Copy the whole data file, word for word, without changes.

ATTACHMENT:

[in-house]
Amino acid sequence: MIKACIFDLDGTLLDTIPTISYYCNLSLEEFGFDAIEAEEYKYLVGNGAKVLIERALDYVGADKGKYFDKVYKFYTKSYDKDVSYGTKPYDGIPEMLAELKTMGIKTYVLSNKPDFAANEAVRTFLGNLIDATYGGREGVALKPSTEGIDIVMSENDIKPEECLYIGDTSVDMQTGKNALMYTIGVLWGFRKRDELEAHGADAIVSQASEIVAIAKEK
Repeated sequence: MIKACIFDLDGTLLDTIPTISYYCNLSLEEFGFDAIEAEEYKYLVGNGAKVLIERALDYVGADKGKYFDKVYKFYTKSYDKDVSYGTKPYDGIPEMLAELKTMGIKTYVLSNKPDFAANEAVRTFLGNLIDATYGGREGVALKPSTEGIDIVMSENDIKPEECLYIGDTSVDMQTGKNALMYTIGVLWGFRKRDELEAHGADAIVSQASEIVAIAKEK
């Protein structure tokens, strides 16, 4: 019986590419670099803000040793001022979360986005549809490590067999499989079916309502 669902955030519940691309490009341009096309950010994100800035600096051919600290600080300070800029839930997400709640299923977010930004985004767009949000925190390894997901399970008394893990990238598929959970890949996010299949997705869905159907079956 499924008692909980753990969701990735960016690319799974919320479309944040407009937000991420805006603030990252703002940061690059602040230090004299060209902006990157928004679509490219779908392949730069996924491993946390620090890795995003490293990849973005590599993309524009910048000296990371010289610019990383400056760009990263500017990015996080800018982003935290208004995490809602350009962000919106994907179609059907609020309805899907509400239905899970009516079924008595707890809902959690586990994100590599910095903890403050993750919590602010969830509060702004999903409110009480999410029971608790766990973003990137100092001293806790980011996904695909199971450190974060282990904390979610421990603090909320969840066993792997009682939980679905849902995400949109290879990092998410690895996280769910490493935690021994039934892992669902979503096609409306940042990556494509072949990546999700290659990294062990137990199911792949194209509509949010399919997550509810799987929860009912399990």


[in-house]
Amino acid sequence: MIKACIFDLDGTLLDTIPTISYYCNLSLEEFGFDAIEAEEYKYLVGNGAKVLIERALDYVGADKGKYFDKVYKFYTKSYDKDVSYGTKPYDGIPEMLAELKTMGIKTYVLSNKPDFAANEAVRTFLGNLIDATYGGREGVALKPSTEGIDIVMSENDIKPEECLYIGDTSVDMQTGKNALMYTIGVLWGFRKRDELEAHGADAIVSQASEIVAIAKEK
Repeated sequence: MIKACIFDLDGTLLDTIPTISYYCNLSLEEFGFDAIEAEEYKYLVGNGAKVLIERALDYVGADKGKYFDKVYKFYTKSYDKDVSYGTKPYDGIPEMLAELKTMGIKTYVLSNKPDFAANEAVRTFLGNLIDATYGGREGVALKPSTEGIDIVMSENDIKPEECLYIGDTSVDMQTGKNALMYTIGVLWGFRKRDELEAHGADAIVSQASEIVAIAKEK
């Protein structure tokens, strides 16, 4: 019986590419670099803000040793001022979360986005549809490590067999499989079916309502 669902955030519940691309490009341009096309950010994100800035600096051919600290600080300070800029839930997400709640299923977010930004985004767009949000925190390894997901399970008394893990990238598929959970890949996010299949997705869905159907079956 499924008692909980753990969701990735960016690319799974919320479309944040407009937000991420805006603030990252703002940061690059602040230090004299060209902006990157928004679509490219779908392949730069996924491993946390620090890795995003490293990849973005590599993309524009910048000296990371010289610019990383400056760009990263500017990015996080800018982003935290208004995490809602350009962000919106994907179609059907609020309805899907509400239905899970009516079924008595707890809902959690586990994100590599910095903890403050993750919590602010969830509060702004999903409110009480999410029971608790766990973003990137100092001293806790980011996904695909199971450190974060282990904390979610421990603090909320969840066993792997009682939980679905849902995400949109290879990092998410690895996280769910490493935690021994039934892992669902979503096609409306940042990556494509072949990546999700290659990294062990137990199911792949194209509509949010399919997550509810799987929860009912399990």